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Small "Blue Fire" Poses Huge Problems

Blue Fire incident command photo
Dave Van Netter

In trackless terrain at the foot of the Frank Church River of No Return wilderness, a small army of firefighters is up against a nightmarish combination - a fire fed by high temperatures and wind, and very low humidity.

The Blue Fire, as they call it, is not terribly large in wildfire terms - only about 325 acres at last report Wednesday. But it's forced lots of attention from National Forest and Idaho firefighters. Nearly 300 personnel are there, along with three helicopters and water tenders.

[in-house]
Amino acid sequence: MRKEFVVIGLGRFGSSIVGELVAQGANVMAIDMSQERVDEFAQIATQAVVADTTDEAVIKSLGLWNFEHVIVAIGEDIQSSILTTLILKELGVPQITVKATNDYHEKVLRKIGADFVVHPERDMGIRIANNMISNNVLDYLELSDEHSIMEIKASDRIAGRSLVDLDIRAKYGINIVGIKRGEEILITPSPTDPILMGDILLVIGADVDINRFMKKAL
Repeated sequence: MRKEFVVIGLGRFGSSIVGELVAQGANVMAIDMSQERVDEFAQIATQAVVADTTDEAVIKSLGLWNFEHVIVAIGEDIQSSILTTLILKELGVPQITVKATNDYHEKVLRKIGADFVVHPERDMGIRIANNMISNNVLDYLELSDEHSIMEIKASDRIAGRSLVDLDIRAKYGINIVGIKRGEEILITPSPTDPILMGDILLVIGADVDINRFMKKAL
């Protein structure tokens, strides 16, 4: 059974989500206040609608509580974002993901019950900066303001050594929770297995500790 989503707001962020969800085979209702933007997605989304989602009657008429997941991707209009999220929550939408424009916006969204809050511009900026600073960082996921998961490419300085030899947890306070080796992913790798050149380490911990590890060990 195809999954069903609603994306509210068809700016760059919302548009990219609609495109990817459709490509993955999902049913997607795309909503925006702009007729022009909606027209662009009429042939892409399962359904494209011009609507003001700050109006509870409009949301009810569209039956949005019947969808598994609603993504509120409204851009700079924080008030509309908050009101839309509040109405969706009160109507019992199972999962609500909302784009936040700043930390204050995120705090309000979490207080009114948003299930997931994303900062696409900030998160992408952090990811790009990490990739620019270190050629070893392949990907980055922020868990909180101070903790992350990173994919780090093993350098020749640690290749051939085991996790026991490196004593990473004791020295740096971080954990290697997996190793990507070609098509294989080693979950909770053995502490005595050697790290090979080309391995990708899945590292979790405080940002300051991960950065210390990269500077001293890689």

In addition to the wind, temperature and humidity problems, firefighters must keep their heads swiveling constantly - looking down now as they cut away tinder-dry kindling, and up the next minute to be sure that a big dead snag is not about to topple over on them.

The area in the Nez Perce-Clearwater National Forest is filled with more than its share of beetle-killed sub alpine fir and lodgepole pines. That makes firefighters extremely cautious as they cut fire lines in the path of the flames.

The Blue Fire was touched off by lightning more than two weeks ago, but not discovered until smokejumpers, enroute to another blaze, saw it on June 27th.

It's only about four miles from the tiny mountain hamlet of Dixie, and is threatening dozens of homes and about 100 outbuildings.

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